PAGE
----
Friday, August 7, 2009

Scholarly communications and copyright

This summer at the Association of Jewish Libraries convention I attended a session given by a lawyer on the topic of copyright law and what Google is doing to scan library books. I just want to give some of my opinions.

First -- I once had a dream that I would have one union index that would list all the books that I own. I could look one place and find a subject and then know which book to open. The dream partially comes true when I use Google Scholar or Google Books to locate texts. I get a special delight when I seen a quote from a book or periodical and then I can go to the shelf and get the item.

When researchers look for intellectual material they want to be able to find materials quickly. Databases and scanned books help make the search and reading materials easier. Students, scholars and the general public depend on open and easy access to books and other intellectual content.

Second -- authors and creators have a right to be compensated for their creativity and work. In commercial ventures the compensation comes from sales. In academia the compensation comes from salaries paid by universities, grants, or institutional budgets. Sometimes publications charge an author for publishing their work.

It is obvious from the provisions of the copyright law that the lawmakers did not consider the needs of libraries, librarians, students and scholars. The law provides for fair use, but it does not provide for an accurate or convenient way of knowing who owns the copyright. The copyright period is life of the creator plus 70 years, yet there is no easy way to check dates of death. I have an alternative length of copyright.

  1. Copyright is automatic as in the current provision from the date of creation. To claim this protection the item must be dated. Any item not registered would be placed in public domain after 25 years.
  2. Copyright period under the automatic provision is for a period of 25 years. To obtain a longer period the item must be registered with the Copyright Office. When registering the owner may request 56 years, lifetime of the author plus 50, or indicate when the item will pass into public domain.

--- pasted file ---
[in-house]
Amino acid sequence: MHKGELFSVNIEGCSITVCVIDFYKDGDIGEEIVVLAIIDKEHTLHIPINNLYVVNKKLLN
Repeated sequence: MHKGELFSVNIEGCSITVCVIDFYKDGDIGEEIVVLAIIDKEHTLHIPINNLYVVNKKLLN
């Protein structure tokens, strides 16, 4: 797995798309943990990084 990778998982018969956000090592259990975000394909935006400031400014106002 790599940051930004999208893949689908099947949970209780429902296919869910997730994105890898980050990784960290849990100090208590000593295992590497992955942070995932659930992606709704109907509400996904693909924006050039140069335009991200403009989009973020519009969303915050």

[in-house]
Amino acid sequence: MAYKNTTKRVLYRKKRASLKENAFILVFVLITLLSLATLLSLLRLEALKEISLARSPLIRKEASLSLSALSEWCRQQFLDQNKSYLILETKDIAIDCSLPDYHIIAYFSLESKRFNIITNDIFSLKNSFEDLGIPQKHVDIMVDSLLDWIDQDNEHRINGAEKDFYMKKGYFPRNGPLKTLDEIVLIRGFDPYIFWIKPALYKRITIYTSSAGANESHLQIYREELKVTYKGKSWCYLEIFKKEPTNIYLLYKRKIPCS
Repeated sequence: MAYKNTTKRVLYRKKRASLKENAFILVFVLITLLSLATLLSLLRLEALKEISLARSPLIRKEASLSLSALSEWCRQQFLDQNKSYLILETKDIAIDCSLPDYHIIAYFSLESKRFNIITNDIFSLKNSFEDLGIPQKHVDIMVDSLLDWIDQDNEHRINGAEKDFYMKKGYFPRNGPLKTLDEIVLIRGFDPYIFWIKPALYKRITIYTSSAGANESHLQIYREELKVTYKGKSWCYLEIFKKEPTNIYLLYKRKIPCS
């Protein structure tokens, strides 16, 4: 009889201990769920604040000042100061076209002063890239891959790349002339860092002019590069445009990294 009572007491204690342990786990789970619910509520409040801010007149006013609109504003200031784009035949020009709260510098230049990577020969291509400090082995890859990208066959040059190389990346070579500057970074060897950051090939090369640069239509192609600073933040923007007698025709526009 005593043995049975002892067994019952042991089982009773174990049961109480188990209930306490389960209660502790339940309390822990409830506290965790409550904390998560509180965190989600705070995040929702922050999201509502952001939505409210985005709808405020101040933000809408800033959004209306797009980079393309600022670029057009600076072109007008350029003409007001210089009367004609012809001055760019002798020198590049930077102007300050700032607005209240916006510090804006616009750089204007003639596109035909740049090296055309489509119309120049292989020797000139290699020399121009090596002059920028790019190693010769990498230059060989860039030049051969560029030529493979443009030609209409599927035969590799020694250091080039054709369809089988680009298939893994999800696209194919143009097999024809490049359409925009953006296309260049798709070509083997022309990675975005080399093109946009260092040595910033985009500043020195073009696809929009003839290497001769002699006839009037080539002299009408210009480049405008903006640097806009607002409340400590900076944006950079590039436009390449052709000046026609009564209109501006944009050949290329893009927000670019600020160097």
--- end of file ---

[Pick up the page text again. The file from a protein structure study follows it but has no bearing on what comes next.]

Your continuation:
3. Corporate owners of copyright protected materials must register for protection if they want more than 25 years of protection. The copyright may be renewed twice for a total of 75 years of protection. After that if the item is still commercially viable and the owner wanted to receive copyright protection they would need a special extension. After 100 years all items would automatically be placed in the public domain.
  4. Any item not registered would be placed in public domain after 25 years.
Copyright protection is a separate issue from ownership of intellectual property. Intellectual property is owned forever. That means one can not take the work of someone else and claim it for your own. If a publisher wants to reprint a book in the public domain, they do not have to pay royalties, but they may not claim the work is by another writer. Mark Twain owns Tom Sawyer forever.

If the items are registered with the Copyright Office that would indicate that the creator cared about protection. With registration Google, a library, or any member of the public could check on the copyright status. Once the owner is known it will be easier to get permission for reprinting or use in another manifestation of the work. Not registering would be prima faca evidence that the owner does not intend to claim protection of the copyright laws.

1 comment:

aileen said...
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